There were 11,222 households out of which 28.4% had children under the age of 18 living with them, 45.1% were married couples living together, 12.6% had a female householder with no husband present, and 39.0% were non-families. 33.7% of all households were made up of individuals and 15.1% had someone living alone who was 65 years of age or older. The average household size was 2.29 and the average family size was 2.93.

In the city the population was spread out with 24.5% under the age of 18, 8.5% from 18 to 24, 27.8% from 25 to 44, 21.2% from 45 to 64, and 18.1% who were 65 years of age or older. The median age was 38 years. For every 100 females there were 87.1 males. For every 100 females age 18 and over, there were 83.8 males.

The median income for a household in the city was $35,399, and the median income for a family was $43,787. Males had a median income of $35,870 versus $25,095 for females. The per capita income for the city was $18,680. About 9.9% of families and 13.1% of the population were below the poverty line, including 18.6% of those under age 18 and 9.5% of those age 65 or over.


The Freeport Public Library on the cusp of downtown Freeport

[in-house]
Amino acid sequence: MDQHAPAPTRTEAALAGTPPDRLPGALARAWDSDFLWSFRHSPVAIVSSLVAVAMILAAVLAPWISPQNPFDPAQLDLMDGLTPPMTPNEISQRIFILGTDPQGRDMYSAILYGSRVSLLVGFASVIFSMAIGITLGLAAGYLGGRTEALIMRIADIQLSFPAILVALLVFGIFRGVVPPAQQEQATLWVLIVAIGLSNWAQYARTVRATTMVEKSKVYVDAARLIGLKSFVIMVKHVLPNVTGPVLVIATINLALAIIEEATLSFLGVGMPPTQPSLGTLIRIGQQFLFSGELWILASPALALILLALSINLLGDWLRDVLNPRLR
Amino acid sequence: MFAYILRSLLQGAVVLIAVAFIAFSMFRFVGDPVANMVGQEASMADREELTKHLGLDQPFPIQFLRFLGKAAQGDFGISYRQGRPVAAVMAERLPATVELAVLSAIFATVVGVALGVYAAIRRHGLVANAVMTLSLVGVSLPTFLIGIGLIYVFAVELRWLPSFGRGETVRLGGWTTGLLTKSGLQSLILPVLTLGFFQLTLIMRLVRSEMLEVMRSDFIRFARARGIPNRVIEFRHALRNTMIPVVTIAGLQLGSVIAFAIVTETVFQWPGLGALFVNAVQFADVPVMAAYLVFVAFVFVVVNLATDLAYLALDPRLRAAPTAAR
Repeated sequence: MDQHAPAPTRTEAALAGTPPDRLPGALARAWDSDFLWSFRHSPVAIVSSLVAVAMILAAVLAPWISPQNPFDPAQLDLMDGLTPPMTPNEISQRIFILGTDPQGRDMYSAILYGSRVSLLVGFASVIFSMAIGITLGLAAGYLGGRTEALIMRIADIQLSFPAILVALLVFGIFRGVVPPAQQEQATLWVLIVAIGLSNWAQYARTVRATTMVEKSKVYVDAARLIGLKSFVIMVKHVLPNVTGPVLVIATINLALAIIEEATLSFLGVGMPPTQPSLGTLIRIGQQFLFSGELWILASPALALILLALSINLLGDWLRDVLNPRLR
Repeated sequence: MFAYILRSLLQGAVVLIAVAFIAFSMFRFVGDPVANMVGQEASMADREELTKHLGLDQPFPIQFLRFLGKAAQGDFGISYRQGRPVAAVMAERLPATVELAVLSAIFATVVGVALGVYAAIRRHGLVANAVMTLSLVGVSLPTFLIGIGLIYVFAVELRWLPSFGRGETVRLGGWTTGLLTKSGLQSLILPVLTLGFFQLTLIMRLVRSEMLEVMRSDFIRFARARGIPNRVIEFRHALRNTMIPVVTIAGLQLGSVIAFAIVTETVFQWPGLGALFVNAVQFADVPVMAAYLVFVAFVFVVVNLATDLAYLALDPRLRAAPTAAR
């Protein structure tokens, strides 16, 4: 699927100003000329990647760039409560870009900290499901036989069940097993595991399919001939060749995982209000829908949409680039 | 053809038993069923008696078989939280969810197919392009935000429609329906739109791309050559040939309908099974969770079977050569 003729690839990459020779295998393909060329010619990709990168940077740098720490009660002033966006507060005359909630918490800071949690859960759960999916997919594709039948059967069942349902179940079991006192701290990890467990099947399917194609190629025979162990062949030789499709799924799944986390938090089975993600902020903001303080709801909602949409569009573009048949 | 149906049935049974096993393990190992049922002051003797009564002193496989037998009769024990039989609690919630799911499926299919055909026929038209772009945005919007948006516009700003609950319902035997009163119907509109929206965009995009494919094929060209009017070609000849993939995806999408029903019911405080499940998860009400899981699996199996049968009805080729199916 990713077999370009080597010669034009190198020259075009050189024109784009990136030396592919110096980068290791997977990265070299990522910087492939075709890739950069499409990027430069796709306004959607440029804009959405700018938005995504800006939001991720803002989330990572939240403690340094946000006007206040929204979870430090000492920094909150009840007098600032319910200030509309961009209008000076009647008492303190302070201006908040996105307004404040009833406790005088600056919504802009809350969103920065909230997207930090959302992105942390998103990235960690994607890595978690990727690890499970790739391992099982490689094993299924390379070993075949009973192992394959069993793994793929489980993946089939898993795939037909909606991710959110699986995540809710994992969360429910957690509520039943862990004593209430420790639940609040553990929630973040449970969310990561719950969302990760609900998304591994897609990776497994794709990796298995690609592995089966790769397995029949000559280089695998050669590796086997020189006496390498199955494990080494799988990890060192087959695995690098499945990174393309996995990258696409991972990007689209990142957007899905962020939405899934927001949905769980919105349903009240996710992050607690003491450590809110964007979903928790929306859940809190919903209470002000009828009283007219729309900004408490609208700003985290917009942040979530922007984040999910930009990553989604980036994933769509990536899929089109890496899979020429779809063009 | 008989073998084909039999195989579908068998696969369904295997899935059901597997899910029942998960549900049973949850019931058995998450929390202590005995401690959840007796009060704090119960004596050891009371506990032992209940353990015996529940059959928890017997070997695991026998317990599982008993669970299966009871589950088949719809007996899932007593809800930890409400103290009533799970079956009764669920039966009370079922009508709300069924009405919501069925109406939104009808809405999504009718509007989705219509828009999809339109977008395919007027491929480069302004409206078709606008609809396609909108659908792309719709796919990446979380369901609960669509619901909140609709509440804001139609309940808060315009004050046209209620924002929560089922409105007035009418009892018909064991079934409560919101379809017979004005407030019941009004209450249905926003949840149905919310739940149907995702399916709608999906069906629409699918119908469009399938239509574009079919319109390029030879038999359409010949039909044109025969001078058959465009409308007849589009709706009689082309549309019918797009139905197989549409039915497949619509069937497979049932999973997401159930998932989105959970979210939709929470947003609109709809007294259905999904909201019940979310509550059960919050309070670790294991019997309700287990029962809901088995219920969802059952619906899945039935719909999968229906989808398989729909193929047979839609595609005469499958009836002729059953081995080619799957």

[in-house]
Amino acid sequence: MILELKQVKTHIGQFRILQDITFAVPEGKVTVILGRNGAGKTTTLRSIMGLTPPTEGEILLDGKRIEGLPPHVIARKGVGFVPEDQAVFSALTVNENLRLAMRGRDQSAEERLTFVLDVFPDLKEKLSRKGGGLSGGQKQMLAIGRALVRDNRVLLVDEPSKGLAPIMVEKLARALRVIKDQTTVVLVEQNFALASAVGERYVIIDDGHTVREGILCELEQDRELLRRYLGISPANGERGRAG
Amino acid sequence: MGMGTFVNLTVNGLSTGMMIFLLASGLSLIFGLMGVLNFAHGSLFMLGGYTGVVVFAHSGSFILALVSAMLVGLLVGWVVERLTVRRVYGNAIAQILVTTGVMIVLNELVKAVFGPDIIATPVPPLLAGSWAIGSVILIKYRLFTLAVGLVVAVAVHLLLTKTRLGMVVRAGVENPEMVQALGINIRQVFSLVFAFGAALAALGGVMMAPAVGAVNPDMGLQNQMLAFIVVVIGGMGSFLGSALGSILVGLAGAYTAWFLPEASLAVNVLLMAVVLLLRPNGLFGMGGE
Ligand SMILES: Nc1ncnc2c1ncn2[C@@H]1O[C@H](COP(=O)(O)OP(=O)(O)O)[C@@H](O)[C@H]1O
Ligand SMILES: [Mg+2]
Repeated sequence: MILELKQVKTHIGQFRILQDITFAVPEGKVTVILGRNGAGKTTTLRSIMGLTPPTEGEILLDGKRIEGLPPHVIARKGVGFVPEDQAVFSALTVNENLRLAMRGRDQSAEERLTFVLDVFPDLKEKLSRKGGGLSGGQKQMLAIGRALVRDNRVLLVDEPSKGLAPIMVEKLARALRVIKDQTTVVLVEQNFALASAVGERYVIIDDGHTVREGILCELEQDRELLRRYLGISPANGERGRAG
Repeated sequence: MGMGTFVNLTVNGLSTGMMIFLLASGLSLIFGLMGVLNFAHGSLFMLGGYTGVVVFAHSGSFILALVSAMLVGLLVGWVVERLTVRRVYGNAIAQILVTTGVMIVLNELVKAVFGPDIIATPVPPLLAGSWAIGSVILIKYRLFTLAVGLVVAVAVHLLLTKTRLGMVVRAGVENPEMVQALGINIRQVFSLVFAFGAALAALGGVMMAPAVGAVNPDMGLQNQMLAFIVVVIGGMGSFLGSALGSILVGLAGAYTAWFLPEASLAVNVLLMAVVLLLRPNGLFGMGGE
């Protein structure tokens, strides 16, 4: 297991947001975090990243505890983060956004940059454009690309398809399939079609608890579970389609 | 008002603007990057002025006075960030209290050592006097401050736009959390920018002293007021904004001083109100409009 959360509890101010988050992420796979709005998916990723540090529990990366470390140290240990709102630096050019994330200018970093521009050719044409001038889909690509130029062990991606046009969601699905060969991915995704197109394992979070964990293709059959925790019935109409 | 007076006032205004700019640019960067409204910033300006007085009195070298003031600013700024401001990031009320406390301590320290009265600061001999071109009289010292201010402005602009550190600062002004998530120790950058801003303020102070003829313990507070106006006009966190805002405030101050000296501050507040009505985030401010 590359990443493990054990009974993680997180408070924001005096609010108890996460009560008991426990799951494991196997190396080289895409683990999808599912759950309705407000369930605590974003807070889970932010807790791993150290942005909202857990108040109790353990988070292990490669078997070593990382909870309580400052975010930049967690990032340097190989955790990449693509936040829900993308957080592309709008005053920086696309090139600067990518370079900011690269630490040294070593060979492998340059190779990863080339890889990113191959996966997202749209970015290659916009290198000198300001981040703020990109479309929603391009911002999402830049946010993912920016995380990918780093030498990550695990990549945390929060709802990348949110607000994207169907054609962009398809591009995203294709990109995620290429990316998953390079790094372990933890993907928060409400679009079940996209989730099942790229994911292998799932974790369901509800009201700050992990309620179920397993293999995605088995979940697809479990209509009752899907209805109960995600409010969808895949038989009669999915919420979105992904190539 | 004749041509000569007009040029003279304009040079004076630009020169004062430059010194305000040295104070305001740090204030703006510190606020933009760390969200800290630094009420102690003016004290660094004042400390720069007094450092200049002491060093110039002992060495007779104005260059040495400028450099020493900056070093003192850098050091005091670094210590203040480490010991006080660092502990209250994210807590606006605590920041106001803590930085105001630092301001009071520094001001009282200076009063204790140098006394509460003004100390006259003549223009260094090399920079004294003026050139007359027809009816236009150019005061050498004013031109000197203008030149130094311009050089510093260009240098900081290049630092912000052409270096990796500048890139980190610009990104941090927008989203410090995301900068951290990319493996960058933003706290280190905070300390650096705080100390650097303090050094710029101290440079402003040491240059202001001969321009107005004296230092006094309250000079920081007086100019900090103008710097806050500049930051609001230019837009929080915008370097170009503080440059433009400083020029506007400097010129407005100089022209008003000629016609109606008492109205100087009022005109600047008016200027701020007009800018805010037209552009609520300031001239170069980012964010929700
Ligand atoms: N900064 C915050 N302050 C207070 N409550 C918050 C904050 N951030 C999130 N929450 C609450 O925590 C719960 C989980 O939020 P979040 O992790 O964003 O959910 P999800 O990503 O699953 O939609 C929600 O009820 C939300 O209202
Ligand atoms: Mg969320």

• Don Opel Arboretum, a botanical garden with over 3,000 different species of ground coverings, trees and shrubs.
  • Stephenson County Historical Society & Museum.


Public schools[edit]

  • Freeport High School
  • Carl Sandburg Middle school[10]
  • Freeport Middle school[11]
  • Jones-Farrar Magnet School[12]
  • Blackhawk Elementary School[13]
  • Center Elementary School[14]
  • Empire Elementary School[15]
  • Lincoln-Douglas Elementary School[16]
  • Taylor Park Elementary School[17]

Private schools[edit]

  • Immanuel Lutheran[18]
  • Aquin Catholic Schools[19]
  • Tri-County Christian Schools[20]
  • Open Bible Learning Center[21]


Parks and recreation[edit]

Lincoln the Debater by sculptor Leonard Crunelle, in Taylor Park